Republican praises Queen’s ‘long and stoical reign’

Queen's four children surround her coffin at Edinburgh vigil

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A self-proclaimed republican has claimed that even republicans should admire Queen Elizabeth II for her years of service, as the nation mourns the late monarch. On the day of the Queen’s death, Tom Slater, who is the editor of spiked magazine, published an article titled “RIP Queen Elizabeth II” to pay his respects to the monarch. In his piece, Slater notes that the magazine is a “proudly republican publication”, however, he stressed that the priority is to offer condolences to the Royal Family and reflect on what the Queen’s death means.

The editor suggests that the monarch had been a “moderniser”, for example by allowing her coronation to be televised, although she resisted the “narcissistic trends of our times”.

He noted: “But she would later rebel … to those who exhorted the royals to open up, to let it all hang out, to discuss their struggles and vulnerabilities, as the younger royals are so keen on doing.”

The editor praised the late monarch adding: “You needn’t be a monarchist to believe in the importance of service, stoicism and nationhood – to believe that history is there to be learnt from and built upon, rather than rewritten and cleansed”

And he concluded: “Even for us republicans, there is much to admire in her long and stoical reign.”

Meanwhile, as Charles III was proclaimed King in several ceremonies across the country, some people faced law enforcement after raising a voice against the monarchy.

A protester was removed by officers after shouting at an accession proclamation for the King. Symon Hill, 45, was at a formal public reading of the proclamation of the accession for Charles in Carfax, Oxford.

Mr Hill later stated: “I’ll continue to say that Charles is not the King, and that I don’t recognise him. Whether I’ll be involved in an organised protest, I don’t know.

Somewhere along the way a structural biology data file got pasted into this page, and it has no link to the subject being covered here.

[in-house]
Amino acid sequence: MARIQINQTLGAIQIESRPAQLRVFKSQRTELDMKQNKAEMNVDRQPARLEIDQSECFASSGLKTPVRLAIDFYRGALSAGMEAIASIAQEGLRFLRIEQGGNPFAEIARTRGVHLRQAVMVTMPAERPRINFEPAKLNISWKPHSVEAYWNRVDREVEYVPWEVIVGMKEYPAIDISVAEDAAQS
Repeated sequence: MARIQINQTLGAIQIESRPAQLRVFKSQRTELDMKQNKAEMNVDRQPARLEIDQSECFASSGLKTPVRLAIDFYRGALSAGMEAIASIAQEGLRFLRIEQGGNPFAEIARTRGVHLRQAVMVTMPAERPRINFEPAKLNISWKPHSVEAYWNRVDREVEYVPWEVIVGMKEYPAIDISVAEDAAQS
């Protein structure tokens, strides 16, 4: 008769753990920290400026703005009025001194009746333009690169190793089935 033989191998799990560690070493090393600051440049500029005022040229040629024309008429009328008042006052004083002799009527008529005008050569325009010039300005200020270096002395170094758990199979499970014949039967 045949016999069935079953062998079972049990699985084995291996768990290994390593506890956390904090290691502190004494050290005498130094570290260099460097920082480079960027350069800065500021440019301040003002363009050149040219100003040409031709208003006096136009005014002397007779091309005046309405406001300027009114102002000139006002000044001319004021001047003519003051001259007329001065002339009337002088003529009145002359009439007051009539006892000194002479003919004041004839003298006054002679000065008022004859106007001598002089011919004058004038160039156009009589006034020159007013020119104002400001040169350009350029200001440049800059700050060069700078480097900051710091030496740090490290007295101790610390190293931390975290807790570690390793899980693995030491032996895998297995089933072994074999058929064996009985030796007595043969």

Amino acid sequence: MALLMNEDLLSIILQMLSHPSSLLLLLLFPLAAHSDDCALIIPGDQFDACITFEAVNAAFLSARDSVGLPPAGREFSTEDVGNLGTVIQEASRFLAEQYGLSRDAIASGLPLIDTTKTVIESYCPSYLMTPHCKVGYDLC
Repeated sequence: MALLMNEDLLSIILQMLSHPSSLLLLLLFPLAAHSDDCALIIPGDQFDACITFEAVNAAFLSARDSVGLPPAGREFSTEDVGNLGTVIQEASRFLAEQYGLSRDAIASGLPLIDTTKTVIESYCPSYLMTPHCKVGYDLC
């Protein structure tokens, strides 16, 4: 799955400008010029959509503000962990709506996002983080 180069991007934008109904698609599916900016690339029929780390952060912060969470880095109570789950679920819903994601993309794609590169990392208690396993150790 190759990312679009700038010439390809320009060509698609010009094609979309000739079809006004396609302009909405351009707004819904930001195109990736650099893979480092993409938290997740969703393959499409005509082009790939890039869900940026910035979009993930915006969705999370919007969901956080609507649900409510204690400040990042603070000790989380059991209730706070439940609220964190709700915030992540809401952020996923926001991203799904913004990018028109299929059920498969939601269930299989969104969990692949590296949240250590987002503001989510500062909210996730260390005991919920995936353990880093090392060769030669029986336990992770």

“I’m not actively organising one, but that isn’t to say I wouldn’t join in if there was something happening. I will probably protest at the coronation when it happens. It will be non-violent and directed at the institution rather than personal insults at individuals.”

The activist told PA that he waited until the section of the reading relating to the Queen had passed, as interrupting “an act of mourning is not something I would ever do”.

He said: “But then when it came to the proclamation of Charles as King… as a 21st century citizen I had a problem with this idea that we would just be told who our rightful lord was. So at that point, I called out ‘Who elected him?’

“A couple of people told me to shut up, which was fair enough, and I responded that I thought a head of state was being imposed without consent. I didn’t say anything offensive to them personally or offensive to Charles or any other member of his family.

“I think some people ignored me, some people sort of glanced at me, nobody was distressed by it, and actually, I think most people could cope with hearing somebody express an opinion they disagree with.

“I think that’s very different to hate speech – stirring up hatred against somebody or encouraging violence is obviously abhorrent, but being able to hear an opinion we disagree with should be the norm in a democratic society.

“I find it hard to believe that anyone felt actually distressed by hearing my comment.”

A woman was also arrested on Sunday in Edinburgh after holding an anti-monarchy sign ahead of the accession proclamation. The 22-year-old was charged in connection with a breach of the peace.

In a statement, the anti-monarchist campaign group Republic called for a national debate on the future of the monarchy, saying the automatic accession and the King’s proclamation are an “affront to democracy”.

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